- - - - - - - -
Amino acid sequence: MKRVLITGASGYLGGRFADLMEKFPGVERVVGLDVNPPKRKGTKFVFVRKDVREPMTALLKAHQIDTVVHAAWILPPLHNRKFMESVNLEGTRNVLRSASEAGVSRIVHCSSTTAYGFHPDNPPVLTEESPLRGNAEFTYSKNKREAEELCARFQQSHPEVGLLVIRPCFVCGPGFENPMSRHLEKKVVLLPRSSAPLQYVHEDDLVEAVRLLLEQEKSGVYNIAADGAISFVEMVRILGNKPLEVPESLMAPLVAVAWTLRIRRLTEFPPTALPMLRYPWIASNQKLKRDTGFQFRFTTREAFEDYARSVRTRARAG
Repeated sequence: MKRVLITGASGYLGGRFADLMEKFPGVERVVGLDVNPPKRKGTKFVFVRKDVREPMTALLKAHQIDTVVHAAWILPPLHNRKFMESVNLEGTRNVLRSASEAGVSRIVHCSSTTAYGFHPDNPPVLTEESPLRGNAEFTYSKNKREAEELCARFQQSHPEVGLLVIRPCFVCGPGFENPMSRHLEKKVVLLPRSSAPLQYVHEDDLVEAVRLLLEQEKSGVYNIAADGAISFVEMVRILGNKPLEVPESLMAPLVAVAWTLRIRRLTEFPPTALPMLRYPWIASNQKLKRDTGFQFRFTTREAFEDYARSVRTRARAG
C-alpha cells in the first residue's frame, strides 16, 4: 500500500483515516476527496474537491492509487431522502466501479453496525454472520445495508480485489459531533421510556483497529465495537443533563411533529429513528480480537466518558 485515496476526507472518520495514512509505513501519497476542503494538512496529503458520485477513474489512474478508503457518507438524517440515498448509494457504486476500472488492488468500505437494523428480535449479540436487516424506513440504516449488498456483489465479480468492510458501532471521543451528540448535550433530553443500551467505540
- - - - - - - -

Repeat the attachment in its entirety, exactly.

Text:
Amino acid sequence: MKRVLITGASGYLGGRFADLMEKFPGVERVVGLDVNPPKRKGTKFVFVRKDVREPMTALLKAHQIDTVVHAAWILPPLHNRKFMESVNLEGTRNVLRSASEAGVSRIVHCSSTTAYGFHPDNPPVLTEESPLRGNAEFTYSKNKREAEELCARFQQSHPEVGLLVIRPCFVCGPGFENPMSRHLEKKVVLLPRSSAPLQYVHEDDLVEAVRLLLEQEKSGVYNIAADGAISFVEMVRILGNKPLEVPESLMAPLVAVAWTLRIRRLTEFPPTALPMLRYPWIASNQKLKRDTGFQFRFTTREAFEDYARSVRTRARAG
Repeated sequence: MKRVLITGASGYLGGRFADLMEKFPGVERVVGLDVNPPKRKGTKFVFVRKDVREPMTALLKAHQIDTVVHAAWILPPLHNRKFMESVNLEGTRNVLRSASEAGVSRIVHCSSTTAYGFHPDNPPVLTEESPLRGNAEFTYSKNKREAEELCARFQQSHPEVGLLVIRPCFVCGPGFENPMSRHLEKKVVLLPRSSAPLQYVHEDDLVEAVRLLLEQEKSGVYNIAADGAISFVEMVRILGNKPLEVPESLMAPLVAVAWTLRIRRLTEFPPTALPMLRYPWIASNQKLKRDTGFQFRFTTREAFEDYARSVRTRARAG
C-alpha cells in the first residue's frame, strides 16, 4: 500500500483515516476527496474537491492509487431522502466501479453496525454472520445495508480485489459531533421510556483497529465495537443533563411533529429513528480480537466518558 485515496476526507472518520495514512509505513501519497476542503494538512496529503458520485477513474489512474478508503457518507438524517440515498448509494457504486476500472488492488468500505437494523428480535449479540436487516424506513440504516449488498456483489465479480468492510458501532471521543451528540448535550433530553443500551467505540